Music Theory For Little Einsteins & Big Dummies

Music Theory For Little Einsteins & Big Dummies

by Caroline J. Weage


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After a lifetime of music, I am now a music teacher. I traveled with the Sevengettes, an all-girl band, to every state in the union and to 42 countries. After marriage, I played for 44 years with the Plymouth Community Band, and formed a four-piece swing group to play for nursing homes and senior houses.

Music is a love that becomes a passion, and I am now trying to give that knowledge and passion to a new generation.

Theory is hard to understand, but bright tots and those of other ages will enjoy their music so much more if they know what they are creating and understand what they are doing.

Music Theory for Little Einsteins and Big Dummies was written to help young and old learn and understand the science of music. It was written in a down-to-earth way as if I were speaking to someone seated across from me. Many of my students are enjoying the music in their lives and find it fills a great need.

Product Details

ISBN-13: 9781434335951
Publisher: AuthorHouse
Publication date: 01/25/2008
Pages: 52
Sales rank: 596,708
Product dimensions: 8.25(w) x 11.00(h) x 0.11(d)

Read an Excerpt

Music Theory for Little Einsteins & Big Dummies

By Caroline J. Weage


Copyright © 2008 Caroline J. Weage
All right reserved.

ISBN: 978-1-4343-3595-1


You don't know anything about music? Good! We can start there.

The word theory might scare you. It does sound like it would be dull and boring, but if you do play an instrument, you already know some theory. It is the very basic knowledge from learning your notes to actually creating music of your own. That seems like a lot to learn, and it is, but if you follow the rules your path becomes clearer and more enjoyable.

The Staff and the Clefs

Treble and Bass Clefs

Music is written on a staff of five lines and the four spaces between those lines. Piano music is written on two staffs, one for the right hand and one for the left hand. The right hand music uses a treble clef sign [??]G clef. It is called the G clef because the tail end of the sign ends on the second link which is G. The base clef sign is also called the F clef because there are two dots, one on each side of the fourth line which is F. Clef signs tell us which notes appear where on a staff.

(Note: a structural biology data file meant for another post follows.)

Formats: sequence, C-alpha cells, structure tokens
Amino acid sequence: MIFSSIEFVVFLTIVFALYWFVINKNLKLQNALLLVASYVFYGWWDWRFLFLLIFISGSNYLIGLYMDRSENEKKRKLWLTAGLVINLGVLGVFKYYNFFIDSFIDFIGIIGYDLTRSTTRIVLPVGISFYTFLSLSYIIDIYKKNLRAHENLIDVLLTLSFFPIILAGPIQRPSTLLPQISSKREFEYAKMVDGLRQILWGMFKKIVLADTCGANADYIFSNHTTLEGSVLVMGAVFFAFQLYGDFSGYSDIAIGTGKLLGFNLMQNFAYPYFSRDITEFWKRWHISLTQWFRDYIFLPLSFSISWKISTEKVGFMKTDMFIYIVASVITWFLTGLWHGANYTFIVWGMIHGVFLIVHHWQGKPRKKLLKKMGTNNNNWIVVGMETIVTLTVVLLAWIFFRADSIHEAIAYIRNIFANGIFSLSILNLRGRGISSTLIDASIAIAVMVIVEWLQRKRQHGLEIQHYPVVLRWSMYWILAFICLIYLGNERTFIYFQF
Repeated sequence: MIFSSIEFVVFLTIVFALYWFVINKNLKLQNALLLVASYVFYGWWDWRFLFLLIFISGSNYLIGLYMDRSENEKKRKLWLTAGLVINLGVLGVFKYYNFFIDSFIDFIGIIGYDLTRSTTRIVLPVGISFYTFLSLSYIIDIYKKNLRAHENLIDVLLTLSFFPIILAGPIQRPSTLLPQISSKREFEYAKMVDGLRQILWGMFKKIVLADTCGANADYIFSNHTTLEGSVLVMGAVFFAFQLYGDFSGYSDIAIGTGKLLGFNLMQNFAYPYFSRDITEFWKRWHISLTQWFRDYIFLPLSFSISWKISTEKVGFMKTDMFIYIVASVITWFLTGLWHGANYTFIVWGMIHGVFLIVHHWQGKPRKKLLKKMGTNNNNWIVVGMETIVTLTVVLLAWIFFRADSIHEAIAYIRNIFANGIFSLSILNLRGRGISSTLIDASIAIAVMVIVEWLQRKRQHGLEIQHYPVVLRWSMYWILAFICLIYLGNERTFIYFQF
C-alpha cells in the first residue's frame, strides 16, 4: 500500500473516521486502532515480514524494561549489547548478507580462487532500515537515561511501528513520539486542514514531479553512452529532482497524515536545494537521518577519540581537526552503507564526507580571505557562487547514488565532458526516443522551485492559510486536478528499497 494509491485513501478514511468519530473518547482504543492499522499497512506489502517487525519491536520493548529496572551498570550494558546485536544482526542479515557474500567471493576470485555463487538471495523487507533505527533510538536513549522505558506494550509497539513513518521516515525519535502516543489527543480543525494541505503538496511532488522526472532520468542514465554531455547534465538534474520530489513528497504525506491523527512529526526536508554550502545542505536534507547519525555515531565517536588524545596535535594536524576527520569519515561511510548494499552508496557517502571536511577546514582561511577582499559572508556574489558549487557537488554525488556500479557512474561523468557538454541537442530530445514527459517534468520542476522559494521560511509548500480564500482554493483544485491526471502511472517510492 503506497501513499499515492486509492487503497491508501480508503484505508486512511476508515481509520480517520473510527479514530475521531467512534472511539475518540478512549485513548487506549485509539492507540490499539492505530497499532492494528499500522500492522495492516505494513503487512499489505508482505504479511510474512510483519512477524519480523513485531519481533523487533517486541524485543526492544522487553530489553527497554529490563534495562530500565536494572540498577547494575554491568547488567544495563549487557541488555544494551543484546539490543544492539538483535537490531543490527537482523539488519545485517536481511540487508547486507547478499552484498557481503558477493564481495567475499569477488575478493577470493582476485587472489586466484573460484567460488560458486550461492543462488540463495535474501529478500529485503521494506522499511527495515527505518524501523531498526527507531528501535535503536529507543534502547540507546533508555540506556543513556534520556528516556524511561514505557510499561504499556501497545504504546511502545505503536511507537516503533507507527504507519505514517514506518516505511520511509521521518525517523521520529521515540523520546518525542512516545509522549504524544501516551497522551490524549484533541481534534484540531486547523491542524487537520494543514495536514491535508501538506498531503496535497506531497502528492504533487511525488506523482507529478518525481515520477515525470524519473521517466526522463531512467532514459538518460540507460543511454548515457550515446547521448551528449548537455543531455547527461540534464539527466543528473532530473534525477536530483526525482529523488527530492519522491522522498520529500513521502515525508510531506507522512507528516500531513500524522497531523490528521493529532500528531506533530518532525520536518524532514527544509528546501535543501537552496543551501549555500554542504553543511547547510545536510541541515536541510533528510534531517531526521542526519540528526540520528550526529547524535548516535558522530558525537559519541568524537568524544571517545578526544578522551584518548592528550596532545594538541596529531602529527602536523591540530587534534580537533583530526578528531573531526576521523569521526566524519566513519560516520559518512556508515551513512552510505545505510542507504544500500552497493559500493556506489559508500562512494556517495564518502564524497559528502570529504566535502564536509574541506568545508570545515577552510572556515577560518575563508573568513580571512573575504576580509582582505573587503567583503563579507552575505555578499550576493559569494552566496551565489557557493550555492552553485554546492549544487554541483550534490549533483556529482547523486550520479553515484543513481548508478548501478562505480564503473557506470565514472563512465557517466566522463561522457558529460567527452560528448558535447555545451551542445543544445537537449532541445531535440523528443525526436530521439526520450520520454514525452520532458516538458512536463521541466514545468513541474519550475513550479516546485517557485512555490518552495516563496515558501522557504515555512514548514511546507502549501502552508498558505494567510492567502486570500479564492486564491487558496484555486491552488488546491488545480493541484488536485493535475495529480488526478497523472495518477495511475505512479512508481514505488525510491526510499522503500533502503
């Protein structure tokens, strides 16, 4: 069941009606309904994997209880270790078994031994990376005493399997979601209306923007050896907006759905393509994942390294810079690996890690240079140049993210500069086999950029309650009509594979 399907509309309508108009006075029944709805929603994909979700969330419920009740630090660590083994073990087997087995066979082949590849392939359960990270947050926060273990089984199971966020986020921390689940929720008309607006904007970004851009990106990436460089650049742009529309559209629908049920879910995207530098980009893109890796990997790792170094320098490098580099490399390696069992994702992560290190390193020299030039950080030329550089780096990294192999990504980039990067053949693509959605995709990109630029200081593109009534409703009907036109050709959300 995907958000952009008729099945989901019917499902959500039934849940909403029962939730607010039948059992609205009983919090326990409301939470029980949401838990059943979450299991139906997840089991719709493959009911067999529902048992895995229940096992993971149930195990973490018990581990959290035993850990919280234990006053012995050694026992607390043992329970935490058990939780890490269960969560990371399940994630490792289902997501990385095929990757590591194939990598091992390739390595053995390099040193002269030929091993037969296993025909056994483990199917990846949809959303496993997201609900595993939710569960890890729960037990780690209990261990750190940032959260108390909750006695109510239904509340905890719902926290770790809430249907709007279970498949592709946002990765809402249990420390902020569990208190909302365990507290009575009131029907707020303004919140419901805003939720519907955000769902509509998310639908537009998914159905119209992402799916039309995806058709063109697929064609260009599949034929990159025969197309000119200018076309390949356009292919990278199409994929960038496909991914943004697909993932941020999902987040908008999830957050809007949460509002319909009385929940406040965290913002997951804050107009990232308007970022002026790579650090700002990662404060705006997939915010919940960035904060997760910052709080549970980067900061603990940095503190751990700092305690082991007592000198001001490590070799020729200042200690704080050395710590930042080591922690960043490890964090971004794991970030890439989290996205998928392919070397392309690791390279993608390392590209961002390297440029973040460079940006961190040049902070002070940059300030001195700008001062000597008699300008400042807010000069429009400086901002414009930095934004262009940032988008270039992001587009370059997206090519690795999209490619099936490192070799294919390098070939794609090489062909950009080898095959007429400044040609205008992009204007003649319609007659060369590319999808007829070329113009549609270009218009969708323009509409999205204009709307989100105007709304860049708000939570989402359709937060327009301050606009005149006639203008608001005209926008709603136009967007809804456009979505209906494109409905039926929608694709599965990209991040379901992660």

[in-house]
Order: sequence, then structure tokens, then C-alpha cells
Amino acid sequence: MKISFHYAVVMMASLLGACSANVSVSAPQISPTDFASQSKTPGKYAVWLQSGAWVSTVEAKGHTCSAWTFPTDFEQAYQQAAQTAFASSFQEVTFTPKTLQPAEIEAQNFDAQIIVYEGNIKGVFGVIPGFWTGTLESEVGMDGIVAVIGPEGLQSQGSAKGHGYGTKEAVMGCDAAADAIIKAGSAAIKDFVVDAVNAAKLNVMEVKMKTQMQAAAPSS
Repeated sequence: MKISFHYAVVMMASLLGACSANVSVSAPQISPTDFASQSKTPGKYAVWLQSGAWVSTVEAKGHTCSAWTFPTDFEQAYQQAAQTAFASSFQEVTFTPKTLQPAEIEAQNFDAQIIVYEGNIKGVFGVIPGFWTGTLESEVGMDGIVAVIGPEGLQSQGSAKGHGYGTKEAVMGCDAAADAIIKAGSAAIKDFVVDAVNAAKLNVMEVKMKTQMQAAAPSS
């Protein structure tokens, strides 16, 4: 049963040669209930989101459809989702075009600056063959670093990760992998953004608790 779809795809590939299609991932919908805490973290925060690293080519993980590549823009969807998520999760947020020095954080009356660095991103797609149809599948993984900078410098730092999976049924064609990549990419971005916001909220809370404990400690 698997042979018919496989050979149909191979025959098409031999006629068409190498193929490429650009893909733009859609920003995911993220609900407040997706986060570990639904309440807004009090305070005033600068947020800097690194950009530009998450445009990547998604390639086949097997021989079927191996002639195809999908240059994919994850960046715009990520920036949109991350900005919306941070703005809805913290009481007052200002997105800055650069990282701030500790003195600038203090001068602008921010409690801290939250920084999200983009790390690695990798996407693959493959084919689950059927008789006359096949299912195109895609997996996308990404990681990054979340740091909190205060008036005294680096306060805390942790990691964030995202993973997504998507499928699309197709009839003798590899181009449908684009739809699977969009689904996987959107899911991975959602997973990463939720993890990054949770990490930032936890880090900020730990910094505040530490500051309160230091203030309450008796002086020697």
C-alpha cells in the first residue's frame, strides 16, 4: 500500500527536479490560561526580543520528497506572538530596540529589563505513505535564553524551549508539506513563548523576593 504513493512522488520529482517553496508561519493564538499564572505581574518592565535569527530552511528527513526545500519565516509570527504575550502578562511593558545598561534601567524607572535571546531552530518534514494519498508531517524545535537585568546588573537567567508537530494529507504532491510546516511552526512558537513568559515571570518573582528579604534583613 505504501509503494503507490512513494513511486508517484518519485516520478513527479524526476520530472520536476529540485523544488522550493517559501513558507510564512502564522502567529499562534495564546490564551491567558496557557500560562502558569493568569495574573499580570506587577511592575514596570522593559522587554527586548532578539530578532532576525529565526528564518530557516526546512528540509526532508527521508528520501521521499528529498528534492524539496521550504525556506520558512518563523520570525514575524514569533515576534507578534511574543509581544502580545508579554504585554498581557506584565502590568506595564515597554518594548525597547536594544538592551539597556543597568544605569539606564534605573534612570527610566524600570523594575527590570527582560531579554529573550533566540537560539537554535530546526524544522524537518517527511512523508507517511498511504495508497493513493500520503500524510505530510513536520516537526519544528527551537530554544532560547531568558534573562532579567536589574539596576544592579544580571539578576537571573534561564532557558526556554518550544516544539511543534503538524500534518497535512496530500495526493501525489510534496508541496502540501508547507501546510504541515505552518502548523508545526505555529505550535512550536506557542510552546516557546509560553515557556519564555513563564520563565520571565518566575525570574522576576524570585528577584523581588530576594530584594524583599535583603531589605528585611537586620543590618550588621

Other Clefs

There are other clefs we should know even if we never use them. The alto clef, the soprano clef, and the tenor clef. They are called movable clefs, and are designed for instruments whose range doesn't fit in the normal treble or bass clef.

Alto Clef

The Alto clef is used by the viola

Tenor Clef

The tenor clef is used by low-sounding instruments like the tenor trombones, bassoons, cellos, and violas.

Soprano Clef

The soprano clef is written

Octave Clef

There is also an octave clef which tells us to play the notes either up or down an octave.

Percussion Clef

The percussion or drum clef is written, and deals only with the rhythms in the music and which percussion instrument will read that rhythm,


All the music we hear, sing; or play is based on scales. Without those dreaded scales, there would be no music. If we know our scales, it is easy to find out the key we are playing in, the chords we will need to use and how to form them, and how to find the relative minor.

Major Scales

All major scales are formed using a pattern of WWHWWWH, whole steps and half steps. An easy way to remember is a major scale consists of whole steps except between three and four, and seven and eight.

This pattern works on every major scale, no matter which note you start on.

Relative Minor Scales

Every major scale has a relative minor scale. Just as some of your relatives have the same last name as you, the relative minor has the same key signature (flats and sharps).

A relative minor is formed by counting up six notes of the major scale. Or down three half steps. That is the name of the minor scale.


Excerpted from Music Theory for Little Einsteins & Big Dummies by Caroline J. Weage Copyright © 2008 by Caroline J. Weage. Excerpted by permission.
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